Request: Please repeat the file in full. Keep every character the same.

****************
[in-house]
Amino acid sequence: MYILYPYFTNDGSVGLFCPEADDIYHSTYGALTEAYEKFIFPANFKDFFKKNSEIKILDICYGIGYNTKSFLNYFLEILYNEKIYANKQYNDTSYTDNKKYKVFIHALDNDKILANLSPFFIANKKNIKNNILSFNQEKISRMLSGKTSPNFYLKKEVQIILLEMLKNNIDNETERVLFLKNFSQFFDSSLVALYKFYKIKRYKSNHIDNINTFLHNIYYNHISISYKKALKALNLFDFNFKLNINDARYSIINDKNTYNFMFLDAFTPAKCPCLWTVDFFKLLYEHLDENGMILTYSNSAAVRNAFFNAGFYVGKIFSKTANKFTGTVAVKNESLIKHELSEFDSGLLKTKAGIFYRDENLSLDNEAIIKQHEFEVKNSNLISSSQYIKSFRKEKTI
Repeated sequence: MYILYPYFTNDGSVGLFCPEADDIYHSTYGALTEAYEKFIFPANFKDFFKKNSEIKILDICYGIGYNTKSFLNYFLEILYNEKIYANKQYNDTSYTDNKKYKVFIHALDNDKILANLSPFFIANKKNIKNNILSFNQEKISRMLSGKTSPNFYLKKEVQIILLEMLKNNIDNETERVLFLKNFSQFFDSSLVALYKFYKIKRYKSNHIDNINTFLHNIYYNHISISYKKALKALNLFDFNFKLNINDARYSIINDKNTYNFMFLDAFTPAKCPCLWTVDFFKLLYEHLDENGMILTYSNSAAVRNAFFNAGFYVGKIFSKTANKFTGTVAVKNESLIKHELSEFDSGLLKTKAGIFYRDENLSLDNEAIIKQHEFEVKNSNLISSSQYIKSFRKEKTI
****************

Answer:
[in-house]
Amino acid sequence: MYILYPYFTNDGSVGLFCPEADDIYHSTYGALTEAYEKFIFPANFKDFFKKNSEIKILDICYGIGYNTKSFLNYFLEILYNEKIYANKQYNDTSYTDNKKYKVFIHALDNDKILANLSPFFIANKKNIKNNILSFNQEKISRMLSGKTSPNFYLKKEVQIILLEMLKNNIDNETERVLFLKNFSQFFDSSLVALYKFYKIKRYKSNHIDNINTFLHNIYYNHISISYKKALKALNLFDFNFKLNINDARYSIINDKNTYNFMFLDAFTPAKCPCLWTVDFFKLLYEHLDENGMILTYSNSAAVRNAFFNAGFYVGKIFSKTANKFTGTVAVKNESLIKHELSEFDSGLLKTKAGIFYRDENLSLDNEAIIKQHEFEVKNSNLISSSQYIKSFRKEKTI
Repeated sequence: MYILYPYFTNDGSVGLFCPEADDIYHSTYGALTEAYEKFIFPANFKDFFKKNSEIKILDICYGIGYNTKSFLNYFLEILYNEKIYANKQYNDTSYTDNKKYKVFIHALDNDKILANLSPFFIANKKNIKNNILSFNQEKISRMLSGKTSPNFYLKKEVQIILLEMLKNNIDNETERVLFLKNFSQFFDSSLVALYKFYKIKRYKSNHIDNINTFLHNIYYNHISISYKKALKALNLFDFNFKLNINDARYSIINDKNTYNFMFLDAFTPAKCPCLWTVDFFKLLYEHLDENGMILTYSNSAAVRNAFFNAGFYVGKIFSKTANKFTGTVAVKNESLIKHELSEFDSGLLKTKAGIFYRDENLSLDNEAIIKQHEFEVKNSNLISSSQYIKSFRKEKTI